Although current research on ligament ossification seeks to better understand the underlying cellular, biochemical, and mechanical processes, its pathogenesis remains unclear. One predominant theory has emerged to explain its occurrence [16,17,18]. Chalmers proposed a pathogenesis on the basis of three essential elements: an inducing agent, progenitor cells, and an environment conducive to bone production . This concept is currently widely accepted. On the basis of Chalmers’ research, Kaplan suggested that progenitor cells are ubiquitous to various tissues, including ligament, muscle, and vessels. As a result of injury or other causes, the local inflammatory environment may result in the differentiation of these cells into osteoprogenitor cells capable of forming HO and is affected by oxygen tension, pH, availability of micronutrients, and mechanical stimuli . To characterize the properties of cells derived from tissue containing pre- and mature ectopic bone, Benjamin studied several mouse models of HO, including two models of trauma-induced HO . They noted that cells isolated from trauma sites in two distinct models exhibited increased proliferation and osteogenic differentiation compared with cells isolated from uninjured controls . That is, trauma as an inducer enhances the proliferation and osteogenic differentiation properties of cells at the injured site. Although our case had no history of injury, the metabolic changes resulting from vascular disorders or unnoticed minor injuries, which led to local necrosis or degeneration, probably created an inflammatory environment that induced the occurrence of HO.
In previous studies, conservative treatments such as oral nonsteroidal anti-inflammatory drugs, diphosphonates, and low-dose local radiotherapy have been used to treat HO [18, 20, 21]. However, we could not find any literature report about ossification within the PCL. Several studies have reported the use of arthroscopic debridement operation in the treatment of calcification lesions within the cruciate ligament [8,9,10]. Likewise, the patient in the present case was treated with arthroscopic debridement of the lesion within the PCL. Although the ossified tissue could not be completely removed due to the close adhesion between HO and ligament fibers, we removed the lesion as much as possible to maintain the integrity of the PCL intraoperatively. The patient’s pain and restricted ROM subsided immediately after the surgery.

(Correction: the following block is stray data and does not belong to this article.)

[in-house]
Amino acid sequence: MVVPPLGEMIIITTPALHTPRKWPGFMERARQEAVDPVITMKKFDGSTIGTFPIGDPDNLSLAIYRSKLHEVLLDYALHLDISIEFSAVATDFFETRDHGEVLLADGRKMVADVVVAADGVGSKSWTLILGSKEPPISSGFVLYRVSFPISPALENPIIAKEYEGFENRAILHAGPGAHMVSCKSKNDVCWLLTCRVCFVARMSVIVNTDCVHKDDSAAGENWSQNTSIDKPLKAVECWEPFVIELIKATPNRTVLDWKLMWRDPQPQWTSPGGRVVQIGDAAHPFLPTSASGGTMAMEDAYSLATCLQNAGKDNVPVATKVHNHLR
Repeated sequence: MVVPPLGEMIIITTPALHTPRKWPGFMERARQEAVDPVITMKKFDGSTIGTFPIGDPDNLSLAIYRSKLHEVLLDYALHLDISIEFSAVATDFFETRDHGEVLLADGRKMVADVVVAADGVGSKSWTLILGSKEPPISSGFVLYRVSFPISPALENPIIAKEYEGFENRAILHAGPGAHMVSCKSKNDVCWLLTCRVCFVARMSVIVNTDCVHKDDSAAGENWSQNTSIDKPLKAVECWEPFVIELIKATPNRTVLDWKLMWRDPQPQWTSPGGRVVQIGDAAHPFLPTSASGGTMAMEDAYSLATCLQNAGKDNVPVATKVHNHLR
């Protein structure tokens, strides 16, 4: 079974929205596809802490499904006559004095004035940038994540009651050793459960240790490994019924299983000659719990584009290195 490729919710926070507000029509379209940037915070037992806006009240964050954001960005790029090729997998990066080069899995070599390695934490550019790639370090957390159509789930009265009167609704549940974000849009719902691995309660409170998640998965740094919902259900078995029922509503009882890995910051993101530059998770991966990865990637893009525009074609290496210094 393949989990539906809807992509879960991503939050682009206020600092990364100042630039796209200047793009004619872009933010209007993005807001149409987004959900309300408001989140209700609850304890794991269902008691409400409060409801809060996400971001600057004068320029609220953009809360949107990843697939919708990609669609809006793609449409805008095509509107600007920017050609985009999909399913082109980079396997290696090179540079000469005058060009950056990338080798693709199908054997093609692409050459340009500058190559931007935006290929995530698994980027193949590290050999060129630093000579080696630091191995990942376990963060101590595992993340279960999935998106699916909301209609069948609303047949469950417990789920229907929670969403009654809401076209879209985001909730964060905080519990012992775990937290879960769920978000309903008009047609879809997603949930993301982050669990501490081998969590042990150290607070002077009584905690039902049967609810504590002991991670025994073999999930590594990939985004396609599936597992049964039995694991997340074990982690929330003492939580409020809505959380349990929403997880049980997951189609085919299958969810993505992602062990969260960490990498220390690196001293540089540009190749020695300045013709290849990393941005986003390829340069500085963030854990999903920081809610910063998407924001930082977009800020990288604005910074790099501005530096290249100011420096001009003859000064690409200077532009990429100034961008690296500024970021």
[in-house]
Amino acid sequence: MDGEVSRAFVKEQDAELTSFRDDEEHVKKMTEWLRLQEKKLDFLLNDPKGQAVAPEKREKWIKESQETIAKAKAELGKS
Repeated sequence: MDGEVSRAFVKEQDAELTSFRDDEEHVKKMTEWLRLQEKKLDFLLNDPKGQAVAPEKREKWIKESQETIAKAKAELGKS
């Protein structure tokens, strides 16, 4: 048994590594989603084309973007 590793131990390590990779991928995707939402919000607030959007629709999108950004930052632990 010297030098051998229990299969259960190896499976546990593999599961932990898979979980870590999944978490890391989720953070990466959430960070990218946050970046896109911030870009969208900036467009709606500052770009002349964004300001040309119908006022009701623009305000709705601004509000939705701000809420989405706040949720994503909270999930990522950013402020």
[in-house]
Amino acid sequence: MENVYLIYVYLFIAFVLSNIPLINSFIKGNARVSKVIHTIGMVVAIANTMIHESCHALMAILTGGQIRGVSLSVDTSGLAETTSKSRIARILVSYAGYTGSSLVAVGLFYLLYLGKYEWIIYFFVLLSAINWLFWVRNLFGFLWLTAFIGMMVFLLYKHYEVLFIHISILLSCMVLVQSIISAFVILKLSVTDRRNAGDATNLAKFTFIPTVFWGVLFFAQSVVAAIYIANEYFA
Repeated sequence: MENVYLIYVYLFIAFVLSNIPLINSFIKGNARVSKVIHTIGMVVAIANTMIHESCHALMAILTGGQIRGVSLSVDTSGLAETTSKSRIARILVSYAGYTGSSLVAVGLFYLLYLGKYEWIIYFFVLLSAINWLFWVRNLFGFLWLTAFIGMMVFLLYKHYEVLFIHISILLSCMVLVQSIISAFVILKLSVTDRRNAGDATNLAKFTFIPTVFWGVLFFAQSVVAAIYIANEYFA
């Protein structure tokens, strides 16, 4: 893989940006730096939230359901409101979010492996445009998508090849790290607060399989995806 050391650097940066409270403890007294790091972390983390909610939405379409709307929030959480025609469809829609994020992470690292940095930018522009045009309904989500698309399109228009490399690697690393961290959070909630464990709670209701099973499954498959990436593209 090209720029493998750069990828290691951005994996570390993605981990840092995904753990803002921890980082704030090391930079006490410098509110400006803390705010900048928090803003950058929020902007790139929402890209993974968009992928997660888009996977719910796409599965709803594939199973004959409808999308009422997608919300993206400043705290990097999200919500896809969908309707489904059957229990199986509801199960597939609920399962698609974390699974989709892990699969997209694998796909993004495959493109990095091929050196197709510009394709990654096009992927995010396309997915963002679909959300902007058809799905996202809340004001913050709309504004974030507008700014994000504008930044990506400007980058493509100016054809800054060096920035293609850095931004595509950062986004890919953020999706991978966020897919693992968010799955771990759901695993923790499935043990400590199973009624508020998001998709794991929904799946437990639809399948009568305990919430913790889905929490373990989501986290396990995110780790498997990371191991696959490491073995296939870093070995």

Arthroscopic debridement of the lesion can directly eliminate the symptoms of entrapment and mechanical locking, which cannot be achieved by conservative treatments. Our findings suggest that the arthroscopic removal of the lesion is an effective and necessary procedure for treating ossification of the PCL, especially when the symptoms are considered to be primarily caused by entrapment and mechanical locking.
In conclusion, HO in the PCL is rare. This is the first report of HO in the PCL as a possible cause of knee pain and restricted knee motion. HO is often easily misdiagnosed as calcification of the ligament. CT scan and MRI are important in differentiating between ossification and calcification; however, histopathological examination can confirm the bone nature of the lesion, which would make a definitive diagnosis. Arthroscopic debridement of the lesion is an effective and necessary procedure for treating ossification of the PCL.
Availability of data and materials
All the data needed to achieve the conclusion are presented in the pater.
Posterior cruciate ligament
Magnetic resonance imaging
Range of motion
Anterior cruciate ligament
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Li, C., Huang, Z., Anil, K.C. et al. Heterotopic ossification in the post cruciate ligament of the knee: a case report and literature review. BMC Musculoskelet Disord 22, 304 (2021). https://doi.org/10.1186/s12891-021-04176-x
- Heterotopic ossification
- Posterior cruciate ligament
- Case report